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Take Depression Seriously!

Depression is an epidemic spreading across the world, starting at a young age making youngsters’ future
lives difficult and improbable because of the high rates of suicide and making it one of the biggest
reasons for suffering / morbidity in the world at this time.

And despite it being so important for young people, the unfortunate, the sad and the bitter truth is that
today, in 2024, more people with depression are harmed because of their families and loved ones’
reluctance to accept it as an illness or to encourage taking treatment from Psychiatrists.

Since most people start with symptoms of depression at a young age they are neither financially
independent enough to afford treatment, nor intelligent or informed enough to be able to make a wise
and correct decision to seek treatment. As a result, most young people are impacted disproportionately
in a much more adverse manner from depression than perhaps those who are 30 years old. This is why
we see a peak of depression in younger age groups starting from 15 to 25. And a second much lesser
peak is around 40 to 50 years (especially in women).

In the younger age group, the commonest symptom that I see among the urban Indian youth is that of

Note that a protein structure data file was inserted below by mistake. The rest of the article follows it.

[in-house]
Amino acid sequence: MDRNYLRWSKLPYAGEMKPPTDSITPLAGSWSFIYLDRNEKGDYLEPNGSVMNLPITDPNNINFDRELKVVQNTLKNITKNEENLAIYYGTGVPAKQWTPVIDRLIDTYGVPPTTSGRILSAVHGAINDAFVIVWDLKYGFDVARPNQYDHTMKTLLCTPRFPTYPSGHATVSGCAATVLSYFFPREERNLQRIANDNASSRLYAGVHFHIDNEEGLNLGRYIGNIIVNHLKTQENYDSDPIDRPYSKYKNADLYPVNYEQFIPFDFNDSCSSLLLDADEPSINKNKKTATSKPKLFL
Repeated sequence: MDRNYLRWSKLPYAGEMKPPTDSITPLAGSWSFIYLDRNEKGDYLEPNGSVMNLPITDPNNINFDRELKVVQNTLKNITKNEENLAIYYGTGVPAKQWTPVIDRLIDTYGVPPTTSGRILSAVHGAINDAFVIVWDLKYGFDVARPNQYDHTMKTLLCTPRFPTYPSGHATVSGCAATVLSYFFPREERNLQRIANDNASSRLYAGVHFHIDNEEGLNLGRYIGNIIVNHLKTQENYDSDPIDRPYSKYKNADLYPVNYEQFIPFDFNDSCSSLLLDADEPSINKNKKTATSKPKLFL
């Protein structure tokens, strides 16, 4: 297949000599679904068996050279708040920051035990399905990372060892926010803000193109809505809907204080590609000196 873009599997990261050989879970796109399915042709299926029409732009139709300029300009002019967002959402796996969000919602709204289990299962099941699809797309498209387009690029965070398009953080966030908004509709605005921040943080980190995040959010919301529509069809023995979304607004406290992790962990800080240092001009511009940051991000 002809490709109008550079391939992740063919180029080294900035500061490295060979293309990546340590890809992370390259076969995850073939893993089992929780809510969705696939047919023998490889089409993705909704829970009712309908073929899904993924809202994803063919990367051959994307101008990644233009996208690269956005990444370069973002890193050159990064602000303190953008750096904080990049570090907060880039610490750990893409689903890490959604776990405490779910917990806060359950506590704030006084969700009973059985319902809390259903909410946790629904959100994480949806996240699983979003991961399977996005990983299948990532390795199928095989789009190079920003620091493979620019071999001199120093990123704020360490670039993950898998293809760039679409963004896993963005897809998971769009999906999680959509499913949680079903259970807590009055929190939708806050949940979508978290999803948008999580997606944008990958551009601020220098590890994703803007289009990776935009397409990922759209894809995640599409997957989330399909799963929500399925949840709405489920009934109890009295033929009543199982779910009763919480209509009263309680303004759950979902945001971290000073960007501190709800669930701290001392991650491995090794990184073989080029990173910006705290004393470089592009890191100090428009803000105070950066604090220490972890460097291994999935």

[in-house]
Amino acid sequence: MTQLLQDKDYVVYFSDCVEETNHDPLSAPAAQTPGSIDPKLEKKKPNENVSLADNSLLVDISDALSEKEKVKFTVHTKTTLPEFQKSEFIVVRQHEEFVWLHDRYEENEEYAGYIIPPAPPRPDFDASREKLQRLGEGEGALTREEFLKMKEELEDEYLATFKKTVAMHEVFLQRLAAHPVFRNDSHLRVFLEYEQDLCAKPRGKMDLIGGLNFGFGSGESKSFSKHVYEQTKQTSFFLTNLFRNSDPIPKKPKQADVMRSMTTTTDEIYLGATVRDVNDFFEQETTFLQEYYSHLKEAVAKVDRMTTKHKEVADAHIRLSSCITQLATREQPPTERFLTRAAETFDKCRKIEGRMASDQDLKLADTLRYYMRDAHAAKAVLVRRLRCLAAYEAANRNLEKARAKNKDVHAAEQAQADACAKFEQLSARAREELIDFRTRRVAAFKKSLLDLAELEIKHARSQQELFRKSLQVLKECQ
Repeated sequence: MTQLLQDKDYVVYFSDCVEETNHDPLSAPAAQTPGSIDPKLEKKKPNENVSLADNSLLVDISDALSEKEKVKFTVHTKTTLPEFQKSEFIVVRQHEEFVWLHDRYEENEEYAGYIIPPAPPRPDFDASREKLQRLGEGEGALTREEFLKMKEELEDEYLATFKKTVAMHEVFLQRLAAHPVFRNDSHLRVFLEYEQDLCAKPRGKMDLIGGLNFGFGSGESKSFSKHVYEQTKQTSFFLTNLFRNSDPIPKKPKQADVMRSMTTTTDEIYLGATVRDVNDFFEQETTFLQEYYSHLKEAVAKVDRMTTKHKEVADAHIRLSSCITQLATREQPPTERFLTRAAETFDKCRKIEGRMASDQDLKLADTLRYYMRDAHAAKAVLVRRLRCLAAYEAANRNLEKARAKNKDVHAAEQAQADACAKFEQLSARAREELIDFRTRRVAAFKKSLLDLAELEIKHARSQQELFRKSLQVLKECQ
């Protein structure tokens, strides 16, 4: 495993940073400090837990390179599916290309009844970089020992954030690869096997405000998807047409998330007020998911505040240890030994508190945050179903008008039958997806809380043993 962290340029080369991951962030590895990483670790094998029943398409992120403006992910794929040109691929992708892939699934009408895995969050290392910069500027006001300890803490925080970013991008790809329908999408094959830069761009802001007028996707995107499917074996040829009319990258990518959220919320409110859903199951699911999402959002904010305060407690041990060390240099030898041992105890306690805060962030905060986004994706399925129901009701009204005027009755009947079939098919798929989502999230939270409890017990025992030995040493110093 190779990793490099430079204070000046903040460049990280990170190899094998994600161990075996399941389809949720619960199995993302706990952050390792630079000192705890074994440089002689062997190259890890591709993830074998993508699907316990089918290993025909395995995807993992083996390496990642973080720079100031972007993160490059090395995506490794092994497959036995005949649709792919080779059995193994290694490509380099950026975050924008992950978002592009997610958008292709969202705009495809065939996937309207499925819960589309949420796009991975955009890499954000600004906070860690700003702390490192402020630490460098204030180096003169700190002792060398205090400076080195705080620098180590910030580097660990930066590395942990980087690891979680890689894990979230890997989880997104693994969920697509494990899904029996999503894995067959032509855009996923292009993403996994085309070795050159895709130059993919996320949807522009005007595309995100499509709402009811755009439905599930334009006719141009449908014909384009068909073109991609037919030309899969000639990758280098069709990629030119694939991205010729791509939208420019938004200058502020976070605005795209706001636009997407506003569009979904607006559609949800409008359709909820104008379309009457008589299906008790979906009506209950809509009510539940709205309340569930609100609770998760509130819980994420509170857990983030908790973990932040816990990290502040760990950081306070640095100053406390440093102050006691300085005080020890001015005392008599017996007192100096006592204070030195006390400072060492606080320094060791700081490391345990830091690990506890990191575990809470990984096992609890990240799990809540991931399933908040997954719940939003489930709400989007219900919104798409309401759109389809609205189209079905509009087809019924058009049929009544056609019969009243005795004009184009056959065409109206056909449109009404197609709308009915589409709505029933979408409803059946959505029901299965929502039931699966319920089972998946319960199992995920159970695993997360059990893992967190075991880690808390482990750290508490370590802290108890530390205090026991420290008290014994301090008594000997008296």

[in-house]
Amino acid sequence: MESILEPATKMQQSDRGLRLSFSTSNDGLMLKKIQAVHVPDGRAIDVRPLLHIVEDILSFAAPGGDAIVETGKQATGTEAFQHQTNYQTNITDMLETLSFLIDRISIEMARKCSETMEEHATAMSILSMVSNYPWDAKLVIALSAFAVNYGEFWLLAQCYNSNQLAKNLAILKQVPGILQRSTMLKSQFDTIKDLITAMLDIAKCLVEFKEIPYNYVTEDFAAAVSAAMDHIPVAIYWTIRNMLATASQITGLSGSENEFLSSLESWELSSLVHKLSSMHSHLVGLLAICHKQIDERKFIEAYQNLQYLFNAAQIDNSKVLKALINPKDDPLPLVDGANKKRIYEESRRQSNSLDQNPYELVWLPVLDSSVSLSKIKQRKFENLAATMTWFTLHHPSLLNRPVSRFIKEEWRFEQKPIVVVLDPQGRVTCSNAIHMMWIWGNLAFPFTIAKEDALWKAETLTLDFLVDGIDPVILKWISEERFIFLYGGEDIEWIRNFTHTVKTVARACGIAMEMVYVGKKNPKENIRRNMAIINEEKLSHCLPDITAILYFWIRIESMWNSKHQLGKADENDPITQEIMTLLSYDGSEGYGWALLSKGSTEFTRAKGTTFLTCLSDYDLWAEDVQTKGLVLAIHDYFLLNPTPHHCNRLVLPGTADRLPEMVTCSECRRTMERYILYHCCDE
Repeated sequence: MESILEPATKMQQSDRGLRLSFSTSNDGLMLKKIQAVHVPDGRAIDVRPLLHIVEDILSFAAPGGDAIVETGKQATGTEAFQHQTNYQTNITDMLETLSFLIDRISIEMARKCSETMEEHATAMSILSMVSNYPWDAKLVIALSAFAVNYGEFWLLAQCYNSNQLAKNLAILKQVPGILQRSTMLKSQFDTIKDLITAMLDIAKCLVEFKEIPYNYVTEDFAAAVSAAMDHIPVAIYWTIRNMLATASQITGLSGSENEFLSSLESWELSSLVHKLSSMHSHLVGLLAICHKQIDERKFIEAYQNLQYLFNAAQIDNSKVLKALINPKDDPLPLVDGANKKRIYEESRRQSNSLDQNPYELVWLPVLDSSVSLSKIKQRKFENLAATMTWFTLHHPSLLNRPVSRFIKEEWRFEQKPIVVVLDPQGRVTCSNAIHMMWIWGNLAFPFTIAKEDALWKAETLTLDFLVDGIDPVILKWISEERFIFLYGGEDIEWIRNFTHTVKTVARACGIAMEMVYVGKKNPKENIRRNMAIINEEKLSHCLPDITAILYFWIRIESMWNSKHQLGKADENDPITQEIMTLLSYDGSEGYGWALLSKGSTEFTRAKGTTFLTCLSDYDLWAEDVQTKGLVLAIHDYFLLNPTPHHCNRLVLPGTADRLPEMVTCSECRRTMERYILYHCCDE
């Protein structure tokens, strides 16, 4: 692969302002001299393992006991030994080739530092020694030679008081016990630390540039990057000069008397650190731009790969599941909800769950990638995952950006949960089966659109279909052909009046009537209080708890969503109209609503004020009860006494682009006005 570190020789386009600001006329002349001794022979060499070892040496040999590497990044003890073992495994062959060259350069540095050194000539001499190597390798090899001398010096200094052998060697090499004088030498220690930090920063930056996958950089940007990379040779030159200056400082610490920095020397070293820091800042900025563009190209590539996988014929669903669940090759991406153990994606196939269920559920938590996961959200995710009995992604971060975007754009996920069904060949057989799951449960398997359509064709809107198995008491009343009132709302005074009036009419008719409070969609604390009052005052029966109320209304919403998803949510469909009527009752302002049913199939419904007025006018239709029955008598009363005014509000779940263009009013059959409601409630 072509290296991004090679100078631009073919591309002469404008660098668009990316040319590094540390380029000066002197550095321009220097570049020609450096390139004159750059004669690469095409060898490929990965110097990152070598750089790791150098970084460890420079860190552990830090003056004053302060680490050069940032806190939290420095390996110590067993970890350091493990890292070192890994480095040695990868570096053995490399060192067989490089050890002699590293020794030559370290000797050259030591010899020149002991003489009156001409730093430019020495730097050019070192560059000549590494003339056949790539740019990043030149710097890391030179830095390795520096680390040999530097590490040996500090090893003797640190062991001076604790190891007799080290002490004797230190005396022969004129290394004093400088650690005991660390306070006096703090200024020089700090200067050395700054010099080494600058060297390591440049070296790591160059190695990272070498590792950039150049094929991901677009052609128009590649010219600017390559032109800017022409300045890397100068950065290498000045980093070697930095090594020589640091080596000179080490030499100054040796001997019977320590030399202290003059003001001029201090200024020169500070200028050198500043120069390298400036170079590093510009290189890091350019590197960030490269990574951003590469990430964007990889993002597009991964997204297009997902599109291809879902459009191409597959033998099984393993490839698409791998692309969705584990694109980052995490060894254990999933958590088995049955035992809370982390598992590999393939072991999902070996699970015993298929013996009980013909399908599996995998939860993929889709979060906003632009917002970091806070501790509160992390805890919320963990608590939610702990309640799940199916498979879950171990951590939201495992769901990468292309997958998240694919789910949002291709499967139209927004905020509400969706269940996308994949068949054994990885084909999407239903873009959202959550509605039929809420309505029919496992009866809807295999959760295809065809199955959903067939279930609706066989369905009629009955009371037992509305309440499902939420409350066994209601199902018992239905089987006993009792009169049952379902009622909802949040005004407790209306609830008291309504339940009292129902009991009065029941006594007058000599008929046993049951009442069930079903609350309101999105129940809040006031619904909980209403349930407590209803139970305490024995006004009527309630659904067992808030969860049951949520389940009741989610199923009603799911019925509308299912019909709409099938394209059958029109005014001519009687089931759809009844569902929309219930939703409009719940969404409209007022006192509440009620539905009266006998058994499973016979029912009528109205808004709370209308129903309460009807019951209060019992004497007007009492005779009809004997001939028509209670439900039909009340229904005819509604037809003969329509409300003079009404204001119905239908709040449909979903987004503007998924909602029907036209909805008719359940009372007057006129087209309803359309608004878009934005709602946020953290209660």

struggling intellectually (academics), concentration, retention, memory etc. are all issues that most
youngsters suffer with. But if the reason for this intellectual difficulty is depression, which is treatable,
why do you not want your son or daughter or younger sibling to get appropriate treatment and to be
able to function much better, intellectually, emotionally and behaviorally.

Unfortunately, most people insist that it is in their control and rather than encouragement to seek
treatment, it is discouragement to go to a Psychiatrist.

Don’t think! Don’t take tension! Don’t be sad!

By saying these, you are blaming the person for a chemical change in the brain, which they have no
control of, which they have not initiated, and which they cannot end.

Unfortunately, if one were to ask people who give this advice, can thinking negatively create depression,
most reply in the affirmative.

Negative thoughts do NOT cause depression. It is the other way round.


Can you think your way out of every health problem that you have? If you have a fracture, think your
way out of it. Heal your bones. If you have gastroenteritis or loose motions; heal it by thinking that your intestines will not initiate bowel movements so frequently! If you have accepted these illnesses, which
require medical treatment, then why do you not accept that depression is also an illness!

Depression leads to a change in the brain’s chemical functioning, thereby causing a loss of control over
emotions, thoughts, feelings, and/or behavior and that loss of control is not something which the
patient can regain by themselves. It requires external intervention by a specialist, an expert skilled in
understanding, identifying and advising the best possible way out.

If you do not even take your family member to consult a psychiatrist, you are harming them. You are
causing their condition to become worse. And you are in some ways, blaming them for having a problem
which in turn often compounds the negative thoughts, the loss of self-esteem and the loss of confidence
within young people.

Let me give you an example. Young men between the age of 20 to 25 are brought up in a very